VGA connector

VGA connector (DE-15/HD-15)
SVGA port.jpg
A female DE-15 output in a laptop computer
Type Computer analog video connector
Designer IBM based on D-subminiature
Designed 1987
Produced 1987–present
Superseded by DVI (1999)
Hot pluggable Depends
Video signal RGB video signal plus option H and V sync
Pins 15
Connector DE-15
Data signal I²C data channel for DDC information
VGA Port.svg
A female DE15 socket
Pin 1 RED Red video
Pin 2 GREEN Green video
Pin 3 BLUE Blue video
Pin 4 ID2/RES Reserved since E-DDC, formerly monitor id. bit 2
Pin 5 GND Ground (HSync)
Pin 6 RED_RTN Red return
Pin 7 GREEN_RTN Green return
Pin 8 BLUE_RTN Blue return
Pin 9 KEY/PWR +5 V DC (powers EDID EEPROM chip on some monitors), formerly key
Pin 10 GND Ground (VSync, DDC)
Pin 11 ID0/RES Reserved since E-DDC, formerly monitor id. bit 0
Pin 12 ID1/SDA I²C data since DDC2, formerly monitor id. bit 1
Pin 13 HSync Horizontal sync
Pin 14 VSync Vertical sync
Pin 15 ID3/SCL I²C clock since DDC2, formerly monitor id. bit 3
The image and table detail the 15-pin VESA DDC2/E-DDC connector; the diagram’s pin numbering is that of a female connector functioning as the graphics adapter output. In the male connector, this pin numbering corresponds with the cable's wire-and-solder side.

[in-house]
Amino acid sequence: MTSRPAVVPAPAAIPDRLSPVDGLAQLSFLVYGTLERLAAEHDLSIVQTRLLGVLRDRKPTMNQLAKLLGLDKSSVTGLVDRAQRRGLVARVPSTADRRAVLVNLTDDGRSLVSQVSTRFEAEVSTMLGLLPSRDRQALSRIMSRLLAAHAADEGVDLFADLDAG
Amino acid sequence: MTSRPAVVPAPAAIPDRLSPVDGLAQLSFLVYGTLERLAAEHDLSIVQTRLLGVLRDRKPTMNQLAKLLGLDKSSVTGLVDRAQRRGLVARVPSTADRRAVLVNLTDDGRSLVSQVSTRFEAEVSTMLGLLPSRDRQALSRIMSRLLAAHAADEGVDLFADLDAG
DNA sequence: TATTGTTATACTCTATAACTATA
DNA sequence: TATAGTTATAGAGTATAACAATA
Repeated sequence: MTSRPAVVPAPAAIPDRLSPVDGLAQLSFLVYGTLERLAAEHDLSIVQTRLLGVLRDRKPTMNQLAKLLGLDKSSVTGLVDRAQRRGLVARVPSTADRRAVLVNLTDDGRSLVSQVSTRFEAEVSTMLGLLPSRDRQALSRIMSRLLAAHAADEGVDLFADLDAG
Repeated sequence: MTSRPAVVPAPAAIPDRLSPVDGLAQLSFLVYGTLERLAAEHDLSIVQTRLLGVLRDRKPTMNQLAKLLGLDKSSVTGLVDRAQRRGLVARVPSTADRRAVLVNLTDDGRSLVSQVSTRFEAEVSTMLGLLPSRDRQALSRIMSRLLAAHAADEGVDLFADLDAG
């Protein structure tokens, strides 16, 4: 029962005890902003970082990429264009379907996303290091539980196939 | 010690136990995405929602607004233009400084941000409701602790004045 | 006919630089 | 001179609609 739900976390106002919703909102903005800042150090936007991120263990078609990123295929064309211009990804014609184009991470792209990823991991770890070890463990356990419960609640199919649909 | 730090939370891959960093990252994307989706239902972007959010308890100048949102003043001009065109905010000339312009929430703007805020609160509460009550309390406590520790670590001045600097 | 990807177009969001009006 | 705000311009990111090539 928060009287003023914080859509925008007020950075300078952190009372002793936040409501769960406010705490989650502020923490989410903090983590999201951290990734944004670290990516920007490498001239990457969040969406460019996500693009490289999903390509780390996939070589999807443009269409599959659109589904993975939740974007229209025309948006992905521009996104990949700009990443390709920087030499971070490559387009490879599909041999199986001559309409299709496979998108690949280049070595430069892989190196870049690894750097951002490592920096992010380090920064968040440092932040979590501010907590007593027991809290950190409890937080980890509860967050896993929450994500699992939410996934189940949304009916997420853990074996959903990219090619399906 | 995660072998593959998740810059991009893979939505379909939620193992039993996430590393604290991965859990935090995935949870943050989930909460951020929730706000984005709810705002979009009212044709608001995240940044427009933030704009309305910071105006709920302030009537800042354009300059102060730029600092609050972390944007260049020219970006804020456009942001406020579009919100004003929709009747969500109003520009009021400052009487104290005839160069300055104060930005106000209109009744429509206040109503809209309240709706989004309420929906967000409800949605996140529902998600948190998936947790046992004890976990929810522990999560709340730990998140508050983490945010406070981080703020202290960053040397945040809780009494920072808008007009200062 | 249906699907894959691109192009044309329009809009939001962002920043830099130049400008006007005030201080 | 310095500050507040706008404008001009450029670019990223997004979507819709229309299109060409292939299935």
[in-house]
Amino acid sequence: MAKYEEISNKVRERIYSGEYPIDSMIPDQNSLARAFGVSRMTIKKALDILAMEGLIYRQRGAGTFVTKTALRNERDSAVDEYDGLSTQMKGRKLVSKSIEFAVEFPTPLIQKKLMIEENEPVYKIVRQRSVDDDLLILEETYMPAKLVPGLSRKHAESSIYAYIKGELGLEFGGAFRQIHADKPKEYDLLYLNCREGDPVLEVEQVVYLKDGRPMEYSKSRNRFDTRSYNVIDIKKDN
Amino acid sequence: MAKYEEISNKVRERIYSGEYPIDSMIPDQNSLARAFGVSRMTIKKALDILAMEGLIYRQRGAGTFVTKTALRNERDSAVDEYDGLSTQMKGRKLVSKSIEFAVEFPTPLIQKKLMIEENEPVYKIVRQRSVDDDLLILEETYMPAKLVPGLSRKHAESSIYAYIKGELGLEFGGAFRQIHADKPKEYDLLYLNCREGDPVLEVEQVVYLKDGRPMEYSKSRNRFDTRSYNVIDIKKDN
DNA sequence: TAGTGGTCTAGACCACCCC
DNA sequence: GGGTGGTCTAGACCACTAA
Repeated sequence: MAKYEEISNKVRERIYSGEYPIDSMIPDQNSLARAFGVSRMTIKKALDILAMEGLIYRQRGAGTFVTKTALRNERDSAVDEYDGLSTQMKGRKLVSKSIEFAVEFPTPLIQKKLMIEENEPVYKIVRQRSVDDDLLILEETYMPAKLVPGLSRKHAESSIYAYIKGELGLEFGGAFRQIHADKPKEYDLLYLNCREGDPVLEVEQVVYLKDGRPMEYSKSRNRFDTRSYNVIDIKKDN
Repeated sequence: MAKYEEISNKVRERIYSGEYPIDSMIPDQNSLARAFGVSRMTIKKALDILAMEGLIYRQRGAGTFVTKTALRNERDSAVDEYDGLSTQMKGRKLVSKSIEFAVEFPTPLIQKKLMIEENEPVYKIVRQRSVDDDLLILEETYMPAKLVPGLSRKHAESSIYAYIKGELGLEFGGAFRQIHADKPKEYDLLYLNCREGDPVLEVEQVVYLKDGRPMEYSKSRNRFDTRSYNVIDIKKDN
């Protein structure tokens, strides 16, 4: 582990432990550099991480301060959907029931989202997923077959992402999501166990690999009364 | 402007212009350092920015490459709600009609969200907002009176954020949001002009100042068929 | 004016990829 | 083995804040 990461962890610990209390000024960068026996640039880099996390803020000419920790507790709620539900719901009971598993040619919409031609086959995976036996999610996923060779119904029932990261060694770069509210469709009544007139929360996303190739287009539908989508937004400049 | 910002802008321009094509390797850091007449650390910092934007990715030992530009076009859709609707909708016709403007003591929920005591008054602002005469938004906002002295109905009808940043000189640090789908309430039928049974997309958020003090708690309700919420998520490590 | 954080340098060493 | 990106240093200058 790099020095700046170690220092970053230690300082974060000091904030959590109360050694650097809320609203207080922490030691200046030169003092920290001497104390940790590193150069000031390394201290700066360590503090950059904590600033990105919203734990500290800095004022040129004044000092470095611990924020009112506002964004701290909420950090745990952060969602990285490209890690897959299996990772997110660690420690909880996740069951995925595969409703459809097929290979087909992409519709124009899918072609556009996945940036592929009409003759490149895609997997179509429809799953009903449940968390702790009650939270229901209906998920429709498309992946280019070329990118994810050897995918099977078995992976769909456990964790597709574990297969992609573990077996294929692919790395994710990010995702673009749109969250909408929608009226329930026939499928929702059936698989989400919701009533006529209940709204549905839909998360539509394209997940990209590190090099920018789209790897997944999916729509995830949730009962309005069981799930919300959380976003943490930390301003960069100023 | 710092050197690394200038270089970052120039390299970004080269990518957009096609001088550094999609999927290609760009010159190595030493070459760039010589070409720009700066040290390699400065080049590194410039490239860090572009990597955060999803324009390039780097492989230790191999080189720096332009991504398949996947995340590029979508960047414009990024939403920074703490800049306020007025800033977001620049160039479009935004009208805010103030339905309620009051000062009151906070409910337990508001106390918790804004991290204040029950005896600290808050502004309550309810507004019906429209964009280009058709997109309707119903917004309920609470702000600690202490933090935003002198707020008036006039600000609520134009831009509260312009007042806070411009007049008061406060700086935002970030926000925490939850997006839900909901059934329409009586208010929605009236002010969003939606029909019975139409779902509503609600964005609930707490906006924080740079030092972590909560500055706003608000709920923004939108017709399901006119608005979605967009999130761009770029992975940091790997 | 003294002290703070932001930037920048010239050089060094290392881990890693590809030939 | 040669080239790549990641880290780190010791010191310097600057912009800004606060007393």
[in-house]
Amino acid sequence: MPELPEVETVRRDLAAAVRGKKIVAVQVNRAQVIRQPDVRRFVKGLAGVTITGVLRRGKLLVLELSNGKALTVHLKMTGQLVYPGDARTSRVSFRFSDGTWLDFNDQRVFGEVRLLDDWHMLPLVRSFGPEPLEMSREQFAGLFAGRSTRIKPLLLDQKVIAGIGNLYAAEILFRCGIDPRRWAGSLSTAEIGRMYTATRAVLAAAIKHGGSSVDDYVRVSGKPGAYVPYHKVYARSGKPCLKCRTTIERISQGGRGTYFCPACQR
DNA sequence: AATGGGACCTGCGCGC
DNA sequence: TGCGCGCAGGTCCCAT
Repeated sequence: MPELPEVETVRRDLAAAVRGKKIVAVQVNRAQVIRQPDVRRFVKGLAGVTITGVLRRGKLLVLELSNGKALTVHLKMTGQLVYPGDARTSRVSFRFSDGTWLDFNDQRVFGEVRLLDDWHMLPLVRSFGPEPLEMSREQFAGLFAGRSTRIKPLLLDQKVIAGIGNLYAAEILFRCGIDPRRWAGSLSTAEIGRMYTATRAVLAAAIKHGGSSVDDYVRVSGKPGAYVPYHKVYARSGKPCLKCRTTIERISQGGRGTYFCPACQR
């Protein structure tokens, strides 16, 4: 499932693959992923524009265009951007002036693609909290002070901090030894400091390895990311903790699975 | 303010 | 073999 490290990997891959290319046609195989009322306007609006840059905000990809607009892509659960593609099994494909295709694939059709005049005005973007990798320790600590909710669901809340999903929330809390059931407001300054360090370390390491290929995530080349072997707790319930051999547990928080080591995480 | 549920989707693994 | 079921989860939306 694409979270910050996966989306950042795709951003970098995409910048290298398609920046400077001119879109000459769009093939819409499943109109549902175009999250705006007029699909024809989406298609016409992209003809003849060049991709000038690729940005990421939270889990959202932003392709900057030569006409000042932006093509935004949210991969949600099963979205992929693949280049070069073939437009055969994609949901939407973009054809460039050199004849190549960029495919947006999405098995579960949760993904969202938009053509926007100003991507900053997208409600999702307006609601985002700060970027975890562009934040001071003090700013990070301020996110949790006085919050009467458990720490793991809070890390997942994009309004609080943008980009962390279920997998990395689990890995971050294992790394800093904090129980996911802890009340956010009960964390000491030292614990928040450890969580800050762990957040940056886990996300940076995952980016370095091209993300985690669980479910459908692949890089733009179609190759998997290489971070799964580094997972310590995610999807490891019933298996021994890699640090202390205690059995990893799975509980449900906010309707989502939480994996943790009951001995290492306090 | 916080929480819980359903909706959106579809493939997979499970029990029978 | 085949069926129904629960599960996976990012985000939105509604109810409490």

The Video Graphics Array (VGA) connector is a standard connector used for computer video output. Originating with the 1987 IBM PS/2 and its VGA graphics system, the 15-pin connector went on to become ubiquitous on PCs,[1] as well as many monitors, projectors and high definition television sets.

Other connectors have been used to carry VGA-compatible signals, such as mini-VGA or BNC, but "VGA connector" typically refers to this design.[2]

Devices continue to be manufactured with VGA connectors, although newer digital interfaces such as DVI, HDMI and DisplayPort are increasingly displacing VGA, and many modern computers and other devices do not include it.[3]

  1. ^ Engst, Adam; Pogue, David (1999-11-23). Crossing Platforms – A Macintosh/Windows Phrasebook: A Dictionary for Strangers in a Strange Land. O'Reilly Media. ISBN 978-1-4919-1679-7. Retrieved 2021-02-16.
  2. ^ "VGA Cables - A Complete Buyers' Guide | RS Components". uk.rs-online.com. Retrieved 2020-08-16. The terminology here is sometimes used rather interchangeably when it comes to labelling various types of VGA cable and can be a little vague. However, the basic or standard VGA connector type will usually be referred to as some variant of the following: DE-15, HD15, VGA plug, SVGA plug, D-Sub 15 or D-Subminiature, or the more generic RGB connector.
  3. ^ Shah, Agam (2012-07-31). "VGA ports bowing out of home computers, lingering in the workplace". Computerworld. Retrieved 2020-08-16.